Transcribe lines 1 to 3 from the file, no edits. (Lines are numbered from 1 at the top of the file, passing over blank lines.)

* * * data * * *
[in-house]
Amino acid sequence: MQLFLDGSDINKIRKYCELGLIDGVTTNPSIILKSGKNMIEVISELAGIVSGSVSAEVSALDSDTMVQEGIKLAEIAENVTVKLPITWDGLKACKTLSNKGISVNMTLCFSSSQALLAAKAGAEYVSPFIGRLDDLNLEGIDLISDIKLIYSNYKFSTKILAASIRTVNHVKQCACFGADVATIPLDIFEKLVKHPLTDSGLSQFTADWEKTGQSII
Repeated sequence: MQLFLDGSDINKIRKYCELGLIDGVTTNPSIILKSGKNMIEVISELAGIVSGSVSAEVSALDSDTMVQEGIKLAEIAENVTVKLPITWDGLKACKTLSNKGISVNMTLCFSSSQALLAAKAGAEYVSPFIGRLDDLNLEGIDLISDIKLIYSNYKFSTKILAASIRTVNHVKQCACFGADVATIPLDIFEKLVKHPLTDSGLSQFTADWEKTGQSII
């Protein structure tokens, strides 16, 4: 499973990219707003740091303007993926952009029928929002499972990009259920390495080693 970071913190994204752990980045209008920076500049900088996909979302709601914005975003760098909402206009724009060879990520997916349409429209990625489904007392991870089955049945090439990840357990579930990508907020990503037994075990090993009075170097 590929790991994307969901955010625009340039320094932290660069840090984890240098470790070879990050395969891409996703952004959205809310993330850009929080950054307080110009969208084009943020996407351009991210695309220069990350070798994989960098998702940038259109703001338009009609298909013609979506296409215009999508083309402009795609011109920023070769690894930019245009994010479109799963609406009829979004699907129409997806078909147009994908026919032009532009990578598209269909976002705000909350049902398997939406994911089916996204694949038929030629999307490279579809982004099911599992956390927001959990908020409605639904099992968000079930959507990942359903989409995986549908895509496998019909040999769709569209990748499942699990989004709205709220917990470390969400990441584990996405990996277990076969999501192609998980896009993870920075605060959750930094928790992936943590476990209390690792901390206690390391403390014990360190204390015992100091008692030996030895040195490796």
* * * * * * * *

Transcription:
[in-house]
Amino acid sequence: MQLFLDGSDINKIRKYCELGLIDGVTTNPSIILKSGKNMIEVISELAGIVSGSVSAEVSALDSDTMVQEGIKLAEIAENVTVKLPITWDGLKACKTLSNKGISVNMTLCFSSSQALLAAKAGAEYVSPFIGRLDDLNLEGIDLISDIKLIYSNYKFSTKILAASIRTVNHVKQCACFGADVATIPLDIFEKLVKHPLTDSGLSQFTADWEKTGQSII
Repeated sequence: MQLFLDGSDINKIRKYCELGLIDGVTTNPSIILKSGKNMIEVISELAGIVSGSVSAEVSALDSDTMVQEGIKLAEIAENVTVKLPITWDGLKACKTLSNKGISVNMTLCFSSSQALLAAKAGAEYVSPFIGRLDDLNLEGIDLISDIKLIYSNYKFSTKILAASIRTVNHVKQCACFGADVATIPLDIFEKLVKHPLTDSGLSQFTADWEKTGQSII